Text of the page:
Monthly Archives: April 2017

Understanding delete operator in Javascript

Delete operator is used to delete the property of an object. It completely remove the property and keep the rest of the object intact.

  • The delete operator will not delete ordinary variables.
  • It cannot delete properties of the global object, which were declared with the var keyword.
  • However, it will delete “global variables,” which were not declared with var keyword. since they are actually properties of the global object ( window in the browser).
  • The delete operator doesn’t delete prototype property.

For examples:

The result would be undefined. In the above code, we have an object named as “person” which has the property “rank”, and as it is a self-invoking function, we will delete the “rank” property from object “person”. When we console.log the reference of the property the result will be undefined.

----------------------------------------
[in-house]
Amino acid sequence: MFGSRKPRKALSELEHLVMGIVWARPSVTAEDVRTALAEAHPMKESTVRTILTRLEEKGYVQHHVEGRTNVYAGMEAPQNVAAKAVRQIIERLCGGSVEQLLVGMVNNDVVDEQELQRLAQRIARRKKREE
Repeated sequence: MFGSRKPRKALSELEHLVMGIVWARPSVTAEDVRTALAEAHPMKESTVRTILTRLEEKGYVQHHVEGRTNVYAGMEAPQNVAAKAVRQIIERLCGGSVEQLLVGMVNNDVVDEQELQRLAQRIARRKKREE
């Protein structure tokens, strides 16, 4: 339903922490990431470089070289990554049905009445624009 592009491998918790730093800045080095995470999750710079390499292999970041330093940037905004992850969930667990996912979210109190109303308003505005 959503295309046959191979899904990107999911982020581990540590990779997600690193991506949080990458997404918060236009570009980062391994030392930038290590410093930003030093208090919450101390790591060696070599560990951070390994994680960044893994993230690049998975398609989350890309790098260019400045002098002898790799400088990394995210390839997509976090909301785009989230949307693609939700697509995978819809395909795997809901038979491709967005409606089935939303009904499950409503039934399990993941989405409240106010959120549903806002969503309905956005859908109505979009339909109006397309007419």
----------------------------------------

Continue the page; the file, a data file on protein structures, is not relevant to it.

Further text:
Let us go through some examples where delete operator doesn’t work:

The result would be 5. Delete operators don’t affect local variables. Here, “number” is not an object but a local variable. The delete operator will not delete ordinary variables.

The result would be 5. Delete operators don’t affect global variables declared with var keyword. Here, “number” is not an object but a global variable of type number.

The result would be “number is not defined”. Here, the global variable “number” is not defined with var keyword. hence, the delete operator will delete “number” since they are actually properties of the global object (window in the browser).

The result would be “Jane”. Delete operator will not affect prototype property. Here, “name” is a prototype property of team2.

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